Live Broadcasting Company LiveU Expands to Autonomous Car Market

Israel-based LiveU develops technology for live broadcasting and streaming over cellular networks, with an option for remote control. Clients include Fox News, BBC, and Facebook

Meir Orbach 10:1328.08.18
Israel-based live broadcasting company LiveU Ltd. is taking its remote control technology to the autonomous vehicle market. In the past year the company has received several inquiries from automakers about the possibility of integrating its technology into driverless cars, CEO Samuel Wasserman told Calcalist in an interview last week.


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In February, California’s Department of Motor Vehicles passed a regulation that requires all companies testing autonomous vehicles on its roads to have an operator monitoring the car remotely, with the ability to control the car remotely as well. California is considered a hotspot of autonomous vehicle research and development, with players such as Tesla, Nvidia, Apple, Waymo, and Toyota registered for tests in the state. The resolution led several companies—Wasserman does not provide any names—to approach LiveU about the option of adapting the company's technology for vehicle control systems.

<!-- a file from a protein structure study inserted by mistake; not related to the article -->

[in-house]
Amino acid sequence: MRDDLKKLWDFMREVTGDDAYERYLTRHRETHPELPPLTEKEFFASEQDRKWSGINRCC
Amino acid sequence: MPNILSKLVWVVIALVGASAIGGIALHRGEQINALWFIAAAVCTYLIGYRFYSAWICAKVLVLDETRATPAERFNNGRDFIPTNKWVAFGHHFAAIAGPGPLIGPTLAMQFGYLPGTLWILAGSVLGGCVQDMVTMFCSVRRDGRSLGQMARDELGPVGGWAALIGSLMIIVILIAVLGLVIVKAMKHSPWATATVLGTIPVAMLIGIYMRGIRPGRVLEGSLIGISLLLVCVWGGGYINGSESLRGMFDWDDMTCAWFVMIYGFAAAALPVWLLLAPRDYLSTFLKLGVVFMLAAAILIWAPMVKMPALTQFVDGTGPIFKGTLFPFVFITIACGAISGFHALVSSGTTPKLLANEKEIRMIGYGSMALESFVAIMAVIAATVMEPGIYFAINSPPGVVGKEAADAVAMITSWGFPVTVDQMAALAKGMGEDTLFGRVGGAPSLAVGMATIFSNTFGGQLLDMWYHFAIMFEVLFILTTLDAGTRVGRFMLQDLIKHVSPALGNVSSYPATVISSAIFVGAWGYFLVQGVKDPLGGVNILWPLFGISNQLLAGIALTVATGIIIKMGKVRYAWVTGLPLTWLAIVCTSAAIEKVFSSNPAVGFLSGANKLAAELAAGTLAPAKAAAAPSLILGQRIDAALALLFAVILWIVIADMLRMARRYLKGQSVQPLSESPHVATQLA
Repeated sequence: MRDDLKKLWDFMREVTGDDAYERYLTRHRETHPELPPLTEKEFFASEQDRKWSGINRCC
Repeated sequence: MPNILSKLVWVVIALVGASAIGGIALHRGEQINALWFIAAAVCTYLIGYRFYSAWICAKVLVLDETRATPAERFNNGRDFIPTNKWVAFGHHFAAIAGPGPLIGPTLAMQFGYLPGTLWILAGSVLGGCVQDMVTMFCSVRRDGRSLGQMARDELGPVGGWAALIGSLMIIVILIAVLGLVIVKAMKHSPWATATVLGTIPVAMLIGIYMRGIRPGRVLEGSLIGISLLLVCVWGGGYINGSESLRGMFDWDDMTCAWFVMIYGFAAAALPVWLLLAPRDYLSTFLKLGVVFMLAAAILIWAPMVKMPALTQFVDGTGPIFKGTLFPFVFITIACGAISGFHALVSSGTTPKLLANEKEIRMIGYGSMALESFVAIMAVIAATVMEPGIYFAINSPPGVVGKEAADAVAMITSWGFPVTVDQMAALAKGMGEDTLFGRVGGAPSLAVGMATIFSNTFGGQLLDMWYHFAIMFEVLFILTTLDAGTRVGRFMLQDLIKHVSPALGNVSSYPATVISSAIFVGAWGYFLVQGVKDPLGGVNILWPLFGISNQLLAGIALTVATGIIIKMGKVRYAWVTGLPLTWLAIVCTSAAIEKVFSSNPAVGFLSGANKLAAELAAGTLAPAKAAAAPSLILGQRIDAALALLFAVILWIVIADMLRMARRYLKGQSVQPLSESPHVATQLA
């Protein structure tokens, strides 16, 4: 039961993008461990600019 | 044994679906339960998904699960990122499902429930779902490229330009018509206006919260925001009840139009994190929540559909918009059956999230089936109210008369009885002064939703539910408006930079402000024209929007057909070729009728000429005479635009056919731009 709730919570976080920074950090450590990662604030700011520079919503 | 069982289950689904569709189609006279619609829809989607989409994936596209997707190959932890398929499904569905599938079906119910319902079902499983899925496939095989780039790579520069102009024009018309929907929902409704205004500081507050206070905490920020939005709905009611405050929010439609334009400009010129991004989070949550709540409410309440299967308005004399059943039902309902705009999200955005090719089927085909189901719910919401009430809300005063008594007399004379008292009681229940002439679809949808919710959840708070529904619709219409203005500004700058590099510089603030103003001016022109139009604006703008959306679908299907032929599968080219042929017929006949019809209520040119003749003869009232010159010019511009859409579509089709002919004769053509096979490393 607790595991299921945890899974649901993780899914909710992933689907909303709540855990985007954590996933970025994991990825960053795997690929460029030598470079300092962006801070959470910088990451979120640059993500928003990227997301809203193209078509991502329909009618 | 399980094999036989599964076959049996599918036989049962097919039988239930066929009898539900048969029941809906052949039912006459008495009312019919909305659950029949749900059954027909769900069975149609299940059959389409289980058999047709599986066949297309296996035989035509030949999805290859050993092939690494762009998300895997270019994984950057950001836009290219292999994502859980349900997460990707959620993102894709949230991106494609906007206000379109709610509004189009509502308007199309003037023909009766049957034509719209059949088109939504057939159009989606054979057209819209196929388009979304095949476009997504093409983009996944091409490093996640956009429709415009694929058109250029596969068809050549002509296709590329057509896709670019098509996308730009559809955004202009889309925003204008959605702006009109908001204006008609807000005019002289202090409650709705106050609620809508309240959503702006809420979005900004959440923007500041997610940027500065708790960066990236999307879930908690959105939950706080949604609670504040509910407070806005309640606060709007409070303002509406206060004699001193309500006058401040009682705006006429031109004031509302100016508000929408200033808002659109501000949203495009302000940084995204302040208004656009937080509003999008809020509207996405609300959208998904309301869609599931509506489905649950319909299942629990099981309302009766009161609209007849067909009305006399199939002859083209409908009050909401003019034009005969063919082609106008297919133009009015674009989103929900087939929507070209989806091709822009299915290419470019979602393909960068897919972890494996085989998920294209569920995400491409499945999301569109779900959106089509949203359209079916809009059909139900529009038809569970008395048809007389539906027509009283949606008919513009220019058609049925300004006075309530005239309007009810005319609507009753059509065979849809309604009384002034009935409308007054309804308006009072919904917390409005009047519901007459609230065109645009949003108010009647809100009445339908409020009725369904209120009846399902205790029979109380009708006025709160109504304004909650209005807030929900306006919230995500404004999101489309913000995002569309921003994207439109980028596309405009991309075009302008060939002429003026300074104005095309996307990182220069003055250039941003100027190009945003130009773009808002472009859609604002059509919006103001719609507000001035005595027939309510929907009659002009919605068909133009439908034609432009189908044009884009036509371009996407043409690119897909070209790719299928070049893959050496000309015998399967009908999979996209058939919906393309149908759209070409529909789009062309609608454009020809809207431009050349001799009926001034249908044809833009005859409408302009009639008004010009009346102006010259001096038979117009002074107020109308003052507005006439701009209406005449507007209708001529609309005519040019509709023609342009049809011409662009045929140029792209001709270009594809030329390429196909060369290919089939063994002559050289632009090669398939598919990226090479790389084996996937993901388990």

LiveU CEO Samuel Wasserman. Photo: PR LiveU CEO Samuel Wasserman. Photo: PR


LiveU, founded in 2006, develops live broadcasting and streaming technologies. The company's technology negates the need for an outside broadcasting van, as the video is transmitted over cellular networks to the broadcaster's server. In 2017, 1.7 million hours of live videos were broadcasted using the company's systems, according to Wasserman. Clients include Fox News, Sky News, BBC, CNN, ESPN, AP, and Facebook. The company employs 230 people, mostly in Israel, and raised $50 million to date.


LiveU has been diversifying from news broadcasting in recent years to sports broadcasting, cloud-related technology, and digital domains. In 2016, LiveU signed a deal with Facebook that supports live streaming from LiveU units to Facebook Live.


The autonomous vehicle market is one of several growth engines the company is creating for the next few years, according to Wasserman. "It's very different from news broadcasting. In news broadcasting we can afford a one-second delay, but for cars that second is a matter of life or death. We've managed to reduce the delay to 100 milliseconds, which is considered acceptable in the automotive world."



The company did so by developing over the past year a system that connects individually to each of the six cameras of an autonomous vehicle, and also operates a data stream that integrates with the vehicle and enables remote control and monitoring of the wheel and other car components.


LiveU has already conducted a test run of its system in an autonomous vehicle in California, Wasserman revealed. Currently in advanced development stages, the system could be offered as part of an existing autonomous vehicle within a year, he added.
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